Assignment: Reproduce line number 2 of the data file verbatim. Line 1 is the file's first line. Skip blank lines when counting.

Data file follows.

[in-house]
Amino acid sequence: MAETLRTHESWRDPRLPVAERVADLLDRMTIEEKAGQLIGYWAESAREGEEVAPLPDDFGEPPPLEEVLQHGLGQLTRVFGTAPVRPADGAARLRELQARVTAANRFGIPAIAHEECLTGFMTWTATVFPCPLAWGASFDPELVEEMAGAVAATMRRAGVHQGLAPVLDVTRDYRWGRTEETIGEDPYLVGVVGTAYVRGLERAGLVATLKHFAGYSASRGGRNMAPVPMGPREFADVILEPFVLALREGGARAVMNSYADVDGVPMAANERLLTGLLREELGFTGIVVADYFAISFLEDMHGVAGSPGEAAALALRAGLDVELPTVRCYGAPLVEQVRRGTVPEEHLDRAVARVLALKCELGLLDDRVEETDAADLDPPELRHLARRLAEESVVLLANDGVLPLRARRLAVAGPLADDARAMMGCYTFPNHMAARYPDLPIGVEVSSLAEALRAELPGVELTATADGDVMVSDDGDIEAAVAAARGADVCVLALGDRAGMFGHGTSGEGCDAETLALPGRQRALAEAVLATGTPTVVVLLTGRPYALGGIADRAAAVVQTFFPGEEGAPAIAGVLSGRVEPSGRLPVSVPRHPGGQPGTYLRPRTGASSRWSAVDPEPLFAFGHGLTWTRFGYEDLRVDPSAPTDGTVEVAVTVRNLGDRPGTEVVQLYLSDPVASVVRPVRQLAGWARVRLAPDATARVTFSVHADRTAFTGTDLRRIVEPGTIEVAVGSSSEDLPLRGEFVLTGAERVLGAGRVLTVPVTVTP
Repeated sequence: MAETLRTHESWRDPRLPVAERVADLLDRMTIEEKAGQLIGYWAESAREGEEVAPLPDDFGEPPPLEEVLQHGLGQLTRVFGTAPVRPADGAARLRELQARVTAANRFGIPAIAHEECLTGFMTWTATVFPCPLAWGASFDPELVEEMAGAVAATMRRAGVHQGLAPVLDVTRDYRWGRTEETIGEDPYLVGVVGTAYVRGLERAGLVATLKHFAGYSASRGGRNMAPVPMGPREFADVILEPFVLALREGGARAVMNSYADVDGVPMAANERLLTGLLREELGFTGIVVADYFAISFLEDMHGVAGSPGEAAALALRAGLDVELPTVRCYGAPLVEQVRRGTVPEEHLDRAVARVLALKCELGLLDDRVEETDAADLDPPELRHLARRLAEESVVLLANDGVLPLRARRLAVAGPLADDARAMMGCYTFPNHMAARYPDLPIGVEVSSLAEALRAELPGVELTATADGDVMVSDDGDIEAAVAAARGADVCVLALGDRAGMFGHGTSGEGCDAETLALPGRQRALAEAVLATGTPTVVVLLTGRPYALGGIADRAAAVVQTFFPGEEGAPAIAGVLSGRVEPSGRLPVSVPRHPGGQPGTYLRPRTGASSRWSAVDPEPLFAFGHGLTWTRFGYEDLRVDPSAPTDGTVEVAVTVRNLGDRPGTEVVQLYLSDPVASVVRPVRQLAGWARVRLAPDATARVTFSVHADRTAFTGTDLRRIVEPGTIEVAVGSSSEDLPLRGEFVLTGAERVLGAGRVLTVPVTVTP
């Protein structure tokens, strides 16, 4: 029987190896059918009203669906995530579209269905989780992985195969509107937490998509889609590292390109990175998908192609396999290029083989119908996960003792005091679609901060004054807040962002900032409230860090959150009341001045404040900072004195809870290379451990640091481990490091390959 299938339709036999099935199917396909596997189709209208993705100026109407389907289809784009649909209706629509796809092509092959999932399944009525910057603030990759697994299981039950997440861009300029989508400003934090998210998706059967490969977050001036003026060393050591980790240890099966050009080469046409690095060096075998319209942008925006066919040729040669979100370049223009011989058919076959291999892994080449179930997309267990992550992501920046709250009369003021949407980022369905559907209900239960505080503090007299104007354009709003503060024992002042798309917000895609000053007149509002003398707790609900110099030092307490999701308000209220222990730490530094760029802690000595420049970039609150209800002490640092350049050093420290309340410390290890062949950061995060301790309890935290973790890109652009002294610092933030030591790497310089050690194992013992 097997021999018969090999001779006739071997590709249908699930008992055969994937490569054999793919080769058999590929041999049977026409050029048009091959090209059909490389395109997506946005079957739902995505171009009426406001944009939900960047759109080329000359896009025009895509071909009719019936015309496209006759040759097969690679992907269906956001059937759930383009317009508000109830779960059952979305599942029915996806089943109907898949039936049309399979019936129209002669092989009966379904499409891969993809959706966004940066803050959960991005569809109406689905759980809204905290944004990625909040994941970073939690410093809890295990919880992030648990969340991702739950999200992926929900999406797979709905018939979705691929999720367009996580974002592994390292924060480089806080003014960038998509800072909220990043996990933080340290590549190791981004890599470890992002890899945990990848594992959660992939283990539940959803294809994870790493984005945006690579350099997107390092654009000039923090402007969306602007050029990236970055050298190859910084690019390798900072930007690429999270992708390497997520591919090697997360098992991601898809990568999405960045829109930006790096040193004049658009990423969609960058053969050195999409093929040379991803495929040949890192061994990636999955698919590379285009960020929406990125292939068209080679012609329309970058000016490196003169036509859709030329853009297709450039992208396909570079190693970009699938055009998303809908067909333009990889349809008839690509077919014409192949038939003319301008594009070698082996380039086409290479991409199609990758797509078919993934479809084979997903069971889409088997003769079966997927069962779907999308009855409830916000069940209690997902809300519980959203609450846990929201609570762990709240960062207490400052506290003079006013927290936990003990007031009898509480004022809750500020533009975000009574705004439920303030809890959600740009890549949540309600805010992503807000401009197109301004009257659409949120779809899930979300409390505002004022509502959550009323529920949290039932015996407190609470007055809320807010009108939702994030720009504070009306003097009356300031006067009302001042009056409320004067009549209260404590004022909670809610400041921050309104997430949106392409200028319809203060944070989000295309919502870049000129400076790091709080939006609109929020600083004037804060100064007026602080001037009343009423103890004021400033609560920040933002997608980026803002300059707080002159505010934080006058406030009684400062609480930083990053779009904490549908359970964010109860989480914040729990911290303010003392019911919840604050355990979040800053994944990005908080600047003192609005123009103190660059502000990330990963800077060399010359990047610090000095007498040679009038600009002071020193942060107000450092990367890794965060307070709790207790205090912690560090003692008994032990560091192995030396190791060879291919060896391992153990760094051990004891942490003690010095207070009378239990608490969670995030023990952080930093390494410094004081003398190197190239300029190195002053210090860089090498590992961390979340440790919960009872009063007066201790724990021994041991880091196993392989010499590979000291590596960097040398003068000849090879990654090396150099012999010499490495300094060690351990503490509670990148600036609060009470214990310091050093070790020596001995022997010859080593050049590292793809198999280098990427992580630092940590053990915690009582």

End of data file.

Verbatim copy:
Amino acid sequence: MAETLRTHESWRDPRLPVAERVADLLDRMTIEEKAGQLIGYWAESAREGEEVAPLPDDFGEPPPLEEVLQHGLGQLTRVFGTAPVRPADGAARLRELQARVTAANRFGIPAIAHEECLTGFMTWTATVFPCPLAWGASFDPELVEEMAGAVAATMRRAGVHQGLAPVLDVTRDYRWGRTEETIGEDPYLVGVVGTAYVRGLERAGLVATLKHFAGYSASRGGRNMAPVPMGPREFADVILEPFVLALREGGARAVMNSYADVDGVPMAANERLLTGLLREELGFTGIVVADYFAISFLEDMHGVAGSPGEAAALALRAGLDVELPTVRCYGAPLVEQVRRGTVPEEHLDRAVARVLALKCELGLLDDRVEETDAADLDPPELRHLARRLAEESVVLLANDGVLPLRARRLAVAGPLADDARAMMGCYTFPNHMAARYPDLPIGVEVSSLAEALRAELPGVELTATADGDVMVSDDGDIEAAVAAARGADVCVLALGDRAGMFGHGTSGEGCDAETLALPGRQRALAEAVLATGTPTVVVLLTGRPYALGGIADRAAAVVQTFFPGEEGAPAIAGVLSGRVEPSGRLPVSVPRHPGGQPGTYLRPRTGASSRWSAVDPEPLFAFGHGLTWTRFGYEDLRVDPSAPTDGTVEVAVTVRNLGDRPGTEVVQLYLSDPVASVVRPVRQLAGWARVRLAPDATARVTFSVHADRTAFTGTDLRRIVEPGTIEVAVGSSSEDLPLRGEFVLTGAERVLGAGRVLTVPVTVTP